A month after the U.S. Food and Drug Administration’s unprecedented request that a painkiller be taken off the market because of issues with abuse, Endo International has agreed to voluntarily stop selling Opana ER and recall the drug from the U.S. market.

The company “continues to believe in the safety, efficacy, and favorable benefit-risk profile of Opana ER…when used as intended, and notes that the company has taken significant steps over the years to combat misuse and abuse,” Endo said in a news release July 6. “Nevertheless, after careful consideration and consultation with the FDA following the FDA’s June 2017 withdrawal request, the company has decided to remove Opana ER from the market.”

The drug, oxymorphone hydrochloride extended release, is considered twice as powerful as Oxycontin and three times as powerful as morphine.

The drug was Endo’s biggest moneymaker in 2016, generating almost $159 million in sales, down from 2015 when it brought in more than $175 million. Endo said it made $35.7 million from the drug in the first quarter of 2017.

The company, which is based in Ireland, said it plans to work with the FDA to coordinate the removal of the drug in a manner that minimizes the disruption of treatment for patients and allows them to seek advice from their doctors. Patients taking the drug should discuss options with their doctors at their next visit, the company said in its announcement.

A First for the FDA

This marks the first time the FDA has ever requested that a painkiller be removed from the market solely because of problems with abuse. In making the request, the agency suggested this may be just the first in a series of efforts to address the epidemic of painkiller abuse that has gripped many parts of the country. The agency said it would “continue to examine the risk-benefit profile of all approved opioid analgesic products and take further actions as appropriate as a part of our response to this public health crisis.”

On the same day of Endo’s announcement, the Centers for Disease Control and Prevention released information that the amount of opioids prescribed in the United States has declined after peaking in 2010, but still remains “extremely high.”

In 2015 — the most recent year for which data were available — the CDC said, the amount of opioids prescribed was enough for every person in America to be medicated around the clock for three weeks.

Prescriptions went down every year through 2015, according to the CDC, which says taking opioids for longer periods of time or in higher doses increases the risk of addiction, overdose and death. The CDC said that in the late 1990s, health care providers began prescribing opioids for chronic pain not related to cancer, such as arthritis and back pain. This increased the length, doses and numbers of prescriptions.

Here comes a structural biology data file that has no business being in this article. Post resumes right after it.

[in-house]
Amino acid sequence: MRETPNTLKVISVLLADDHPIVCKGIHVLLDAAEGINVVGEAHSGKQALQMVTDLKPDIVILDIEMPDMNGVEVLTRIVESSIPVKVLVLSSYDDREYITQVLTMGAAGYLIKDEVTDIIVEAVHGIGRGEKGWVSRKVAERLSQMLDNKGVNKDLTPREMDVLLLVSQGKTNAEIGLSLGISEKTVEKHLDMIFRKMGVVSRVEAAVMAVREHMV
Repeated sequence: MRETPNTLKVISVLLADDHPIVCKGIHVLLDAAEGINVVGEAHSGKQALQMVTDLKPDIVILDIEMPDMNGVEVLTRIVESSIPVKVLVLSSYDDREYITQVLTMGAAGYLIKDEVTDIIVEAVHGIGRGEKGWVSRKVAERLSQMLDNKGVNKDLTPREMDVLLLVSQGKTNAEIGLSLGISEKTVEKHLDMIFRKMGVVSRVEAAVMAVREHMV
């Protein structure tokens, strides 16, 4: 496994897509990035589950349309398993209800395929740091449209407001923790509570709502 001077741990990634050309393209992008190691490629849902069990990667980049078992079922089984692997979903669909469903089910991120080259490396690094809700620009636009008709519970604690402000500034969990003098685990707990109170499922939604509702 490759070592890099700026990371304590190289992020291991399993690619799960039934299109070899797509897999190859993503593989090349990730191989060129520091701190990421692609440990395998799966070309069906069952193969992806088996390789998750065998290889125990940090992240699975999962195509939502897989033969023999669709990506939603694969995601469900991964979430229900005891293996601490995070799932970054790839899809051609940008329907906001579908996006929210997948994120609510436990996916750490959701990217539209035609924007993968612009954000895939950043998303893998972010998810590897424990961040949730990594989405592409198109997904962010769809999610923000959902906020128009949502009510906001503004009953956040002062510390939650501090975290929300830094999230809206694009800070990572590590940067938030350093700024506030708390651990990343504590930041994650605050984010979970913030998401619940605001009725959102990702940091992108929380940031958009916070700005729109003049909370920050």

In 2015, the CDC said, there were about three times as many opioids prescribed as there were in 1999. The agency says there is significant variation of the amount of prescriptions county by county, with the highest prescribing counties prescribing six times more than the lowest.

The higher prescribing counties had other similarities, such as a greater percentage of non-Hispanic, white residents, higher prevalence of diabetes and arthritis and higher unemployment rates and numbers of uninsured residents.

“The amount of opioids prescribed in the U.S. is still too high, with too many opioid prescriptions for too many days at too high a dosage,” said Anne Schuchat, acting director of the CDC. “Healthcare providers have an important role in offering safer and more effective pain management while reducing risks of opioid addiction and overdose.”

Expect More FDA Action

FDA Commissioner Scott Gottlieb said the agency’s effort to address the opioid crisis that will continue. “We are facing an opioid epidemic — a public health crisis, and we must take all necessary steps to reduce the scope of opioid misuse and abuse,” he said. “We will continue to take regulatory steps when we see situations where an opioid product’s risks outweigh its benefits, not only for its intended patient population but also in regard to its potential for misuse and abuse.”

Opana was reformulated in 2010 to make it more difficult to snort or inject. But drug abusers quickly figured out how to manipulate the drug so that it could be injected. The FDA noted that the shift by abusers from snorting to injecting Opana led to other disease outbreaks, a serious unintended consequence that contributed to the decision to seek its removal from the market.

In addition to overdoses, abuse of Opana has been linked to outbreaks of hepatitis C and the blood disorder thrombotic microangiopathy.

In 2016, after being sued by New York Attorney General Eric T. Schneiderman, Endo paid a $200,000 fine and agreed to stop misrepresenting the drug’s properties and to accurately describe the risk of addiction.

In its announcement, the CDC recommended some guidelines for healthcare providers prescribing opioids for chronic pain:

  • Use only when the benefits outweigh the risks.
  • Start with the lowest effective does of immediate release opioids.
  • For acute pain, prescribe opioids only the number of days that the pain is expected to be severe enough to require them.
  • Reassess benefits and risks when considering dose increases.
  • Use state-based prescription monitoring programs to help identify patients at risk of addiction or overdose.